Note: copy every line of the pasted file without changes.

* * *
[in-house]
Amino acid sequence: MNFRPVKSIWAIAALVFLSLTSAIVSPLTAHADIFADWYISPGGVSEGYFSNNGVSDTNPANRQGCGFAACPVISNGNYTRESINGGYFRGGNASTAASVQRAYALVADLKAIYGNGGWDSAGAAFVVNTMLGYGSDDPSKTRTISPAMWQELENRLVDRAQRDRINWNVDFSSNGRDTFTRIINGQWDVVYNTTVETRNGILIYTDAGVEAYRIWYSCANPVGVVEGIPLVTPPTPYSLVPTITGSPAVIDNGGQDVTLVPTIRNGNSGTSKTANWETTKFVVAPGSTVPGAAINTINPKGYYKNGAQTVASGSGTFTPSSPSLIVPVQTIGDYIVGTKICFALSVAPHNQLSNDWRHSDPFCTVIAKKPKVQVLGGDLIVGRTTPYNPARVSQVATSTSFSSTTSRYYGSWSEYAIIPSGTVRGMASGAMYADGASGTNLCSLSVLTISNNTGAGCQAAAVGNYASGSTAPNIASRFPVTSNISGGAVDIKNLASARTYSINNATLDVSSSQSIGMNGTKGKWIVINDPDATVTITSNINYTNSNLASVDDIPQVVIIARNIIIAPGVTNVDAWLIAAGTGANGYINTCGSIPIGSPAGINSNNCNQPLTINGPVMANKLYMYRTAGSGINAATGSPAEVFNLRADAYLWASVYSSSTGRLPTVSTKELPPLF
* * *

[in-house]
Amino acid sequence: MNFRPVKSIWAIAALVFLSLTSAIVSPLTAHADIFADWYISPGGVSEGYFSNNGVSDTNPANRQGCGFAACPVISNGNYTRESINGGYFRGGNASTAASVQRAYALVADLKAIYGNGGWDSAGAAFVVNTMLGYGSDDPSKTRTISPAMWQELENRLVDRAQRDRINWNVDFSSNGRDTFTRIINGQWDVVYNTTVETRNGILIYTDAGVEAYRIWYSCANPVGVVEGIPLVTPPTPYSLVPTITGSPAVIDNGGQDVTLVPTIRNGNSGTSKTANWETTKFVVAPGSTVPGAAINTINPKGYYKNGAQTVASGSGTFTPSSPSLIVPVQTIGDYIVGTKICFALSVAPHNQLSNDWRHSDPFCTVIAKKPKVQVLGGDLIVGRTTPYNPARVSQVATSTSFSSTTSRYYGSWSEYAIIPSGTVRGMASGAMYADGASGTNLCSLSVLTISNNTGAGCQAAAVGNYASGSTAPNIASRFPVTSNISGGAVDIKNLASARTYSINNATLDVSSSQSIGMNGTKGKWIVINDPDATVTITSNINYTNSNLASVDDIPQVVIIARNIIIAPGVTNVDAWLIAAGTGANGYINTCGSIPIGSPAGINSNNCNQPLTINGPVMANKLYMYRTAGSGINAATGSPAEVFNLRADAYLWASVYSSSTGRLPTVSTKELPPLF